You can’t please everyone but one would have thought there would have been a little bit of happiness in Alberta after Justin Trudeau’s Trans Mountain Expansion approval yesterday. Instead, Alberta’s Premier, who campaigned on “Jobs, Pipelines, (and the) Economy”, admitted that the pipeline won’t provide jobs for Alberta, or help the economy until oil is flowing freely through the new pipe.
Campaign promise made, campaign promise falls flat.
In the one horse economy of Alberta, the only one Kenney ever talks about, the continued threat of America’s overproduction is a big one. OPEC has reduced output in response but Canada’s production levels have only increased.
The conversation, and investment, has been turning to shale oil over the past decade. In 2012, it was predicted that by 2020 the U.S. would replace Saudi Arabia as the world’s largest oil producer. The U.S. is on track to do just that by the end of the year, for the third time; they were the world’s largest oil producer in 1973-74 and 1990.
Both Royal Dutch Shell, which sold its interest in Canadian Natural Resources and Conoco Phillips which sold theirs to Cenovus in 2017, have shale oil drilling projects in Alberta’s Duvernay formation. It is the second largest investment in shale for Conoco Phillips, behind its Permian Basin investment in Texas.
Duvernay is expected to have around 3.4 billion barrels of oil and Montney only 1.1 billion. The oil sands still have around 165 billion remaining bitumen reserves.
Back in 2018, it was predicted that Alberta had seen the last of oil sands mega-projects. Once completed, the mega-projects can produce for a much longer period of time than smaller projects. Many of the companies that were active in the oil sands are now invested or investing in the Duvernay and Montney formations.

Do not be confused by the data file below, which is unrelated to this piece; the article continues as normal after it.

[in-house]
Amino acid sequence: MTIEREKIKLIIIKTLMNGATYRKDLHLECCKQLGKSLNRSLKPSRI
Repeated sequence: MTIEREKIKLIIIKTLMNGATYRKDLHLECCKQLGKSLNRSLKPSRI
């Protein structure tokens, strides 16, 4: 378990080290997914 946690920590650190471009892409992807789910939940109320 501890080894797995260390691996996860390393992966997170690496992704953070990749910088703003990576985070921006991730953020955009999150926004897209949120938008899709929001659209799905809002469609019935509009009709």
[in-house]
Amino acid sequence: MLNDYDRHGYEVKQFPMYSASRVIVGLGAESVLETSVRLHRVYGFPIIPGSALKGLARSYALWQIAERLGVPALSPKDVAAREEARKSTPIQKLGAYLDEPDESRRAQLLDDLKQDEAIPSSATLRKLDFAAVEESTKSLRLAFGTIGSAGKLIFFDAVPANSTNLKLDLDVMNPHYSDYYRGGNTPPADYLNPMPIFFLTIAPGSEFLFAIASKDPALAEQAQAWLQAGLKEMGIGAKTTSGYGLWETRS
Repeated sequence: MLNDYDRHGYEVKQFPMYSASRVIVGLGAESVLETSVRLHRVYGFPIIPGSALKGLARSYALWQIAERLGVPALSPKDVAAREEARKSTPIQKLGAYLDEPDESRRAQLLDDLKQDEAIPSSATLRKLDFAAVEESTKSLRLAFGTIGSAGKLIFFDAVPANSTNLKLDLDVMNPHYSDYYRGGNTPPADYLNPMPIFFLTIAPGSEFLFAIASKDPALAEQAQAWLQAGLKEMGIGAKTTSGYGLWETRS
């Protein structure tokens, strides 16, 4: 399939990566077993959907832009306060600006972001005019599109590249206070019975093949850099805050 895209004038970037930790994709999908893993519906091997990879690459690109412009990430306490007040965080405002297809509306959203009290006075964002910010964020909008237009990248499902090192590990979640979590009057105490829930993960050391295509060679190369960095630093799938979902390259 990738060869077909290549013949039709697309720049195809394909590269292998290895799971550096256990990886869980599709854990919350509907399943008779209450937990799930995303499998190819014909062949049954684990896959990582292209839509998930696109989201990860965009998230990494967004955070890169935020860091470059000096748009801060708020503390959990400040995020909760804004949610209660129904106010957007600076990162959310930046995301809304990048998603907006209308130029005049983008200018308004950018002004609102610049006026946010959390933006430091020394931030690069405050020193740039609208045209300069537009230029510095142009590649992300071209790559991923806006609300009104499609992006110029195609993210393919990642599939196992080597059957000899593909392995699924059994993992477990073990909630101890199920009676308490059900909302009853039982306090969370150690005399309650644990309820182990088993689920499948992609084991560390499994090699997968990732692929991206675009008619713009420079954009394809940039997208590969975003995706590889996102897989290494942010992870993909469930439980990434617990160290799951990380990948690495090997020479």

Alberta still has a capacity problem, especially with growing production from the oil sands and opportunities for new development in shale oil. In an email the UCP said they won’t celebrate until pipelines are being built in every direction including “Energy East, Northern Gateway, Keystone XL and Eagle Spirit (Just to start…)”.
TransCanada is chomping at the bit to get their own shovels in the ground on Keystone and Kenney is promoting Energy East again. Trump issued another Presidential Permit for Keystone XL a few months ago to replace the one he signed in 2017. We also have Trans Mountain’s approval but Horgan added to his statement yesterday that his government was “open” to continuing to fight it.
However, since the 2019 Alberta Election campaign, we know Alaska is interested in providing a port for the export of Alberta oil. At this point, it makes sense to pursue all avenues to get oil to market, not just the ones that have been cancelled or held up. We need new ideas, not old ones.
This post contains fact, links to sources provided.
Twitter: @Mitchell_AB for all the commentary, @thisweekinAB for posts